Trump signs stopgap bill to prevent govt shutdown
US President Donald Trump has signed a stopgap funding bill, known as the continuing resolution legislation, to keep the federal government open until December 11, averting the possibility of a shutdown.
He signed the bill on Wednesday midnight after returning from a rally in Minnesota.
Earlier in the day, the Republican-majority Senate passed the bill by an 84-10 vote.
It was was unveiled by Democratic lawmakers from the US House of Representatives on October 21.
According to a report in The Hill news website, the bill will allow the government to keep functioning in the new fiscal year, which began at midnight, by keeping funds flowing until December 11.
An NBC News report said that it also includes a bailout for farmers in exchange for boosts in funding for nutrition benefits for poor families requested by Democrats.
Meanwhile, House Speaker Nancy Pelosi and Treasury Secretary Steven Mnuchin met earlier on Wednesday to discuss the next round of coronavirus aid.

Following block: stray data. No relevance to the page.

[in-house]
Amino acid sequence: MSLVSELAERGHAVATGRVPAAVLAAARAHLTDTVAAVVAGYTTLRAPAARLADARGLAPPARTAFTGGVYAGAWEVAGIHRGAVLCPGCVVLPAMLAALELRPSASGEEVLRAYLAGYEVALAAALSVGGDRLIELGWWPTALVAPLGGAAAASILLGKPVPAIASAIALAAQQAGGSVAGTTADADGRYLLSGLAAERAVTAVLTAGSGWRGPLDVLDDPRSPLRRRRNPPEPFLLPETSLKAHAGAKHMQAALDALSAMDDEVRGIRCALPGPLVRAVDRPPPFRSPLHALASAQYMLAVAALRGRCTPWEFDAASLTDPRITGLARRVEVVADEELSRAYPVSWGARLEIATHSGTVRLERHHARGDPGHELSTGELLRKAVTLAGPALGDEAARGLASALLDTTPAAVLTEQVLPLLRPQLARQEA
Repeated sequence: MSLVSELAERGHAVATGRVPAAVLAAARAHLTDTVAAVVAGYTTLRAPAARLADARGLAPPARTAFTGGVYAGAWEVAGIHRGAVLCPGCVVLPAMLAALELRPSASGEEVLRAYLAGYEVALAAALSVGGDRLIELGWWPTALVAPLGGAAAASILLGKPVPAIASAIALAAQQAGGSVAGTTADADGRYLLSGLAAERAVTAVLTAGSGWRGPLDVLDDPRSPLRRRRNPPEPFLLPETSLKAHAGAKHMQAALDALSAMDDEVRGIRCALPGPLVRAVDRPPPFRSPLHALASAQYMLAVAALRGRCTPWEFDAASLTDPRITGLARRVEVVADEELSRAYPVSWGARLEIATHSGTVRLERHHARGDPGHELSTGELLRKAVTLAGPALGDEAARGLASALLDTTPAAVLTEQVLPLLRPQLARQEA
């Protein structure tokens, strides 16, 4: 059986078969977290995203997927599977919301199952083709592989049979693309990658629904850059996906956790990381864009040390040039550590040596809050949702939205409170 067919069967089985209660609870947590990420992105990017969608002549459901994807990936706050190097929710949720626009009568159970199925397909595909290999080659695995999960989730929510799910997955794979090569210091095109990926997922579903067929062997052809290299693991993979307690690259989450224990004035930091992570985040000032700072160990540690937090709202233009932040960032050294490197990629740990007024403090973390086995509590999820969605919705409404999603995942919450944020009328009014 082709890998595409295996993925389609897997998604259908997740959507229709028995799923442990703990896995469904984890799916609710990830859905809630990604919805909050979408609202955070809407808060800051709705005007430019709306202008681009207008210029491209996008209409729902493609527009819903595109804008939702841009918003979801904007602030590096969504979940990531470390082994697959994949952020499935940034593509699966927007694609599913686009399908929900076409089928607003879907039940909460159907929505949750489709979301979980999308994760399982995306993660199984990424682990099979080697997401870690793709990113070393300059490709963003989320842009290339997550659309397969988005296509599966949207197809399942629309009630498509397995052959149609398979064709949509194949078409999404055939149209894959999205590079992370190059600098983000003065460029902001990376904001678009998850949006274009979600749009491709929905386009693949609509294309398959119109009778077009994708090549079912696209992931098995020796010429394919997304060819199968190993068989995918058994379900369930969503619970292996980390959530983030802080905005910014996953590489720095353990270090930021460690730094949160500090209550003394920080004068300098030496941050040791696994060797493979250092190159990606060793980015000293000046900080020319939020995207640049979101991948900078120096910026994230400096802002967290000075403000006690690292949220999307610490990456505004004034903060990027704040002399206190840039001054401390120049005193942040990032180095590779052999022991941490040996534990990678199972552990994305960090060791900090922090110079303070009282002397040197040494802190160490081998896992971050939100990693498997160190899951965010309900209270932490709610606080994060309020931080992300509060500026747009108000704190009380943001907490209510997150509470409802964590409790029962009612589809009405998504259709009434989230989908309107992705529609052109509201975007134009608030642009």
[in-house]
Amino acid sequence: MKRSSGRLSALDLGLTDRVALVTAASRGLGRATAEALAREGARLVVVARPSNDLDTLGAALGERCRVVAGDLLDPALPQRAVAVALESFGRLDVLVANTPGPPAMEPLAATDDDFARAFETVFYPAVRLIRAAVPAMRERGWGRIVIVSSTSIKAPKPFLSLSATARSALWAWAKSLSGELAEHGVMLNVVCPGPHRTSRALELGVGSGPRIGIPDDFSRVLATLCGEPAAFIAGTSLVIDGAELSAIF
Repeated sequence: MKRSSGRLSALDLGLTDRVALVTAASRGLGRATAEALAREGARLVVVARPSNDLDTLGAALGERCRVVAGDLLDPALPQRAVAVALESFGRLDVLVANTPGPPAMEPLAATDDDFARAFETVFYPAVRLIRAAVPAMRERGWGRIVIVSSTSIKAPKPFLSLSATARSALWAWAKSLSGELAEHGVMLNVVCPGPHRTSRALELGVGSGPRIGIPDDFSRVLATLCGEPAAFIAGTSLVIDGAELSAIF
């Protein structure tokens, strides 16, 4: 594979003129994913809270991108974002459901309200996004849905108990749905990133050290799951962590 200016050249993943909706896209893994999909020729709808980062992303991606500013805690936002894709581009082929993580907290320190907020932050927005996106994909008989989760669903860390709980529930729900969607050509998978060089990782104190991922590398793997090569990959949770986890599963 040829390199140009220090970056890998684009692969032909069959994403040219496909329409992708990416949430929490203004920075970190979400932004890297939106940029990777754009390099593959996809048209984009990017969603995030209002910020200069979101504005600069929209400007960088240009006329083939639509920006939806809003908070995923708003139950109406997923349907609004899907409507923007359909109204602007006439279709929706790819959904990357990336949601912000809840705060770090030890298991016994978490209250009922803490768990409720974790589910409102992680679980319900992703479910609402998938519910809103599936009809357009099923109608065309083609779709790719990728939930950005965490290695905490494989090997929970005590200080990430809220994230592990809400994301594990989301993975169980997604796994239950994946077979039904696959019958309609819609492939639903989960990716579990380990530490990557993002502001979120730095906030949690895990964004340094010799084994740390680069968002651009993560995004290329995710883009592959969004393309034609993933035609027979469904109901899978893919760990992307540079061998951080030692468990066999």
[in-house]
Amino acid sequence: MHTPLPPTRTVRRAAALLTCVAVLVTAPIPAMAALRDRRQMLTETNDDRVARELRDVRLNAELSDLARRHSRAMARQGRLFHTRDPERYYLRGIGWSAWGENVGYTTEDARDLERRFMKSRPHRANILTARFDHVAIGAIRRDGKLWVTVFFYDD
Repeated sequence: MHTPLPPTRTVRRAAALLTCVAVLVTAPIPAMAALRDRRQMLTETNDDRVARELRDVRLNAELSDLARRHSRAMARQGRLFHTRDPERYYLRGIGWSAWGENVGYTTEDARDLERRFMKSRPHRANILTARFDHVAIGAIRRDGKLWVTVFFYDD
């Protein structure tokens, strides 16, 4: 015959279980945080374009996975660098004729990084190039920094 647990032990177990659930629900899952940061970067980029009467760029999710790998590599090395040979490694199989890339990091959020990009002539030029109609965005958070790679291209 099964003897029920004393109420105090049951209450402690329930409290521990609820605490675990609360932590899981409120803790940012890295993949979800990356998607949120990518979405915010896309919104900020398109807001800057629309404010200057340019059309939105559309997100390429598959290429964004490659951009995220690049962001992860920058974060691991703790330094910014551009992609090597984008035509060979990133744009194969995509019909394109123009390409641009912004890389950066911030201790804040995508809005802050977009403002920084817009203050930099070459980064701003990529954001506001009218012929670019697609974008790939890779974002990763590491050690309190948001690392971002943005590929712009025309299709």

Following the meeting, she said that the House plans to vote on Thursday on an updated aid package.
"We will be proceeding with our vote on the updated Heroes Act in order to formalise our proffer to Republicans in the negotiations to address the health and economic catastrophe in our country," NBC News quoted the veteran Democrat as saying.
Also on September 28, House Democrats unveiled a scaled down $2.2-trillion coronavirus relief package in an effort towards clinching a bipartisan deal before the November 3 presidential election.
In July, Senate Republicans released their $1 trillion proposal, but lawmakers failed to bridge their differences before the August recess.
Earlier this month, the Senate again failed to advance a Republican Covid-19 relief bill, which contained roughly $650 billion in total spending, with new funding of around $300 billion and repurposed previously approved spending of $350 billion.
It also included extra weekly unemployment benefits at a reduced level of $300, but Democrats want to maintain the $600 benefits.
In August, Trump signed several orders to extend certain Covid-19 economic relief, but analysts believe that those measures are unlikely to provide a meaningful boost to the overall economy. - IANS